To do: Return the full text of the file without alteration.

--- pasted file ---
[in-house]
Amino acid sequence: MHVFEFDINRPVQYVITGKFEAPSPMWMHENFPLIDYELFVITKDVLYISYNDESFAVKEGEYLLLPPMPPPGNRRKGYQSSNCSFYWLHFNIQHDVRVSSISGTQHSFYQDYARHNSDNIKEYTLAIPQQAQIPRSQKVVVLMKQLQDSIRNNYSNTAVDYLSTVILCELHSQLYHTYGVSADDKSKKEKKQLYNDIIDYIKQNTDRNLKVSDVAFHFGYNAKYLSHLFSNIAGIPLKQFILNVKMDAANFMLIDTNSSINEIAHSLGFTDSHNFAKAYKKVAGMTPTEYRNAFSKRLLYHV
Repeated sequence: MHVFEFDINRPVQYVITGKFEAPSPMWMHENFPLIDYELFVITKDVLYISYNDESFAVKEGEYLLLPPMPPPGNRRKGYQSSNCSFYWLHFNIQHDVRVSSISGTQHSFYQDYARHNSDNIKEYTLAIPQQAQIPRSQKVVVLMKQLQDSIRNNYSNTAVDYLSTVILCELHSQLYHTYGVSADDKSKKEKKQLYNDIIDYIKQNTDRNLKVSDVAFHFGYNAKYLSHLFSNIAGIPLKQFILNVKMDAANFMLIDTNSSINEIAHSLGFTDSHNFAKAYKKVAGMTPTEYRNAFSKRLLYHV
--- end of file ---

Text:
[in-house]
Amino acid sequence: MHVFEFDINRPVQYVITGKFEAPSPMWMHENFPLIDYELFVITKDVLYISYNDESFAVKEGEYLLLPPMPPPGNRRKGYQSSNCSFYWLHFNIQHDVRVSSISGTQHSFYQDYARHNSDNIKEYTLAIPQQAQIPRSQKVVVLMKQLQDSIRNNYSNTAVDYLSTVILCELHSQLYHTYGVSADDKSKKEKKQLYNDIIDYIKQNTDRNLKVSDVAFHFGYNAKYLSHLFSNIAGIPLKQFILNVKMDAANFMLIDTNSSINEIAHSLGFTDSHNFAKAYKKVAGMTPTEYRNAFSKRLLYHV
Repeated sequence: MHVFEFDINRPVQYVITGKFEAPSPMWMHENFPLIDYELFVITKDVLYISYNDESFAVKEGEYLLLPPMPPPGNRRKGYQSSNCSFYWLHFNIQHDVRVSSISGTQHSFYQDYARHNSDNIKEYTLAIPQQAQIPRSQKVVVLMKQLQDSIRNNYSNTAVDYLSTVILCELHSQLYHTYGVSADDKSKKEKKQLYNDIIDYIKQNTDRNLKVSDVAFHFGYNAKYLSHLFSNIAGIPLKQFILNVKMDAANFMLIDTNSSINEIAHSLGFTDSHNFAKAYKKVAGMTPTEYRNAFSKRLLYHV